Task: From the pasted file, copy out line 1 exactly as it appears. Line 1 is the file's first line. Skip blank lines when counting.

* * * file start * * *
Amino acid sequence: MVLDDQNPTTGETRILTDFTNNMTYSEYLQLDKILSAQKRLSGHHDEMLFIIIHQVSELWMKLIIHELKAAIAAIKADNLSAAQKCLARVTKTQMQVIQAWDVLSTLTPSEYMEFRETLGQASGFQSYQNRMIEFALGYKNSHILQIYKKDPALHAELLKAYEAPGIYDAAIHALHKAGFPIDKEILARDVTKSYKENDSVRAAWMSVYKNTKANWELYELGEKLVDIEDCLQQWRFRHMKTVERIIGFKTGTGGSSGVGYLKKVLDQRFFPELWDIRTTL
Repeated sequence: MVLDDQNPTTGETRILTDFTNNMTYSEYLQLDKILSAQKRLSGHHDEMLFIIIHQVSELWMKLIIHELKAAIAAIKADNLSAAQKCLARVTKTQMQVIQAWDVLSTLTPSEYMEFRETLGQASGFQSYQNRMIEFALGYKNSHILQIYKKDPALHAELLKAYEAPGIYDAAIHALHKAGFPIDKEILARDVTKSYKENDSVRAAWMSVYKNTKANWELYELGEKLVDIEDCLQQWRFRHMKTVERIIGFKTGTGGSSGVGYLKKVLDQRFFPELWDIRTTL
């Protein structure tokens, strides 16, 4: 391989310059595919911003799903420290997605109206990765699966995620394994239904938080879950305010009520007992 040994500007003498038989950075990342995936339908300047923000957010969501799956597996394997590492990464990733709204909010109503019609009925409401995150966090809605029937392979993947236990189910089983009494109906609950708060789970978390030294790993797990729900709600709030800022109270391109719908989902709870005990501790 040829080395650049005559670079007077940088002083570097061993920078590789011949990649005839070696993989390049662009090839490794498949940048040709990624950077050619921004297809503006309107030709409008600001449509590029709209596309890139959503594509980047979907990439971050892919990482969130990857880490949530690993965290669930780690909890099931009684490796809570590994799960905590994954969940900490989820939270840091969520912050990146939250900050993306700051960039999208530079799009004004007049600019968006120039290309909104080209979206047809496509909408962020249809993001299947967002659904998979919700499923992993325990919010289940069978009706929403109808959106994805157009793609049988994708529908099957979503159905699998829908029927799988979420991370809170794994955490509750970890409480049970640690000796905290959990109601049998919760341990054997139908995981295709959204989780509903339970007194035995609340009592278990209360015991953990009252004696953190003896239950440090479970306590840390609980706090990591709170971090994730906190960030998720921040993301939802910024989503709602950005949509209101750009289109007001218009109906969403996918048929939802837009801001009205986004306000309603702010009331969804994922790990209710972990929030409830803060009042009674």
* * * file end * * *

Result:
Amino acid sequence: MVLDDQNPTTGETRILTDFTNNMTYSEYLQLDKILSAQKRLSGHHDEMLFIIIHQVSELWMKLIIHELKAAIAAIKADNLSAAQKCLARVTKTQMQVIQAWDVLSTLTPSEYMEFRETLGQASGFQSYQNRMIEFALGYKNSHILQIYKKDPALHAELLKAYEAPGIYDAAIHALHKAGFPIDKEILARDVTKSYKENDSVRAAWMSVYKNTKANWELYELGEKLVDIEDCLQQWRFRHMKTVERIIGFKTGTGGSSGVGYLKKVLDQRFFPELWDIRTTL